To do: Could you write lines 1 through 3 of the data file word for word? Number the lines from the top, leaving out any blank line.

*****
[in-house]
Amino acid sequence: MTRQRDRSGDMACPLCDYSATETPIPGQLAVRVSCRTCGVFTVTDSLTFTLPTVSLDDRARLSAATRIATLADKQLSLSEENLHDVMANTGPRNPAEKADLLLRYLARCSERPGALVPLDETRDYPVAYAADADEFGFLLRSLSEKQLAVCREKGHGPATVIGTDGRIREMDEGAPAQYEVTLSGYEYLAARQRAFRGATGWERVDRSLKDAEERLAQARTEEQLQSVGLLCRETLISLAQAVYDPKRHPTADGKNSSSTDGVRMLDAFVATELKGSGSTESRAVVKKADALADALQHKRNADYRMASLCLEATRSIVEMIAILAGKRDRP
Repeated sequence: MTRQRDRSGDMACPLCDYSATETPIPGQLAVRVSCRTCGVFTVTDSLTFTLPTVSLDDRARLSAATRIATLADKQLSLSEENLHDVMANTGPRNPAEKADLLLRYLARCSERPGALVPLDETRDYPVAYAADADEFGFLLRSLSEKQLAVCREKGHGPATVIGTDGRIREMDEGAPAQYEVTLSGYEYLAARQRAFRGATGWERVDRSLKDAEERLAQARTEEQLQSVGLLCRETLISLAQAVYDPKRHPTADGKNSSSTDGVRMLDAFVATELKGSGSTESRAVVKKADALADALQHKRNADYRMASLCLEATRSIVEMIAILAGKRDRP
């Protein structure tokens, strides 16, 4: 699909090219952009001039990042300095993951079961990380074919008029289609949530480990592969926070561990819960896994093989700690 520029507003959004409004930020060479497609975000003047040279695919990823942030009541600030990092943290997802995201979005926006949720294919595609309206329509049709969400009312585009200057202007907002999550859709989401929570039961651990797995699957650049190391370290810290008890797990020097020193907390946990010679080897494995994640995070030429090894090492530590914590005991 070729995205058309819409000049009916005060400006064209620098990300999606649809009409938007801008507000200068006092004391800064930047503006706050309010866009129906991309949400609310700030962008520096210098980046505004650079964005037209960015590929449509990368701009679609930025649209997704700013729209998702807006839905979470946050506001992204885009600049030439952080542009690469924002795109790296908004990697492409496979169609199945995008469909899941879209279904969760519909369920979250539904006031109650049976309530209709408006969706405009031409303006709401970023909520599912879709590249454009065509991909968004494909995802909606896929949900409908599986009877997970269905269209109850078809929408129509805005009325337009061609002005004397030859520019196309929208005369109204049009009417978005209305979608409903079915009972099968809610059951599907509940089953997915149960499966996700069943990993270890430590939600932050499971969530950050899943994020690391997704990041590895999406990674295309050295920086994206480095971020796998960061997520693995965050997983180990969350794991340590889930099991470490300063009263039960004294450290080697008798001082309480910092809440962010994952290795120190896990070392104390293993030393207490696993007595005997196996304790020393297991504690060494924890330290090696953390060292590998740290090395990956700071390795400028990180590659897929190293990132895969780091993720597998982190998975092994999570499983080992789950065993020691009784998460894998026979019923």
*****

[in-house]
Amino acid sequence: MTRQRDRSGDMACPLCDYSATETPIPGQLAVRVSCRTCGVFTVTDSLTFTLPTVSLDDRARLSAATRIATLADKQLSLSEENLHDVMANTGPRNPAEKADLLLRYLARCSERPGALVPLDETRDYPVAYAADADEFGFLLRSLSEKQLAVCREKGHGPATVIGTDGRIREMDEGAPAQYEVTLSGYEYLAARQRAFRGATGWERVDRSLKDAEERLAQARTEEQLQSVGLLCRETLISLAQAVYDPKRHPTADGKNSSSTDGVRMLDAFVATELKGSGSTESRAVVKKADALADALQHKRNADYRMASLCLEATRSIVEMIAILAGKRDRP
Repeated sequence: MTRQRDRSGDMACPLCDYSATETPIPGQLAVRVSCRTCGVFTVTDSLTFTLPTVSLDDRARLSAATRIATLADKQLSLSEENLHDVMANTGPRNPAEKADLLLRYLARCSERPGALVPLDETRDYPVAYAADADEFGFLLRSLSEKQLAVCREKGHGPATVIGTDGRIREMDEGAPAQYEVTLSGYEYLAARQRAFRGATGWERVDRSLKDAEERLAQARTEEQLQSVGLLCRETLISLAQAVYDPKRHPTADGKNSSSTDGVRMLDAFVATELKGSGSTESRAVVKKADALADALQHKRNADYRMASLCLEATRSIVEMIAILAGKRDRP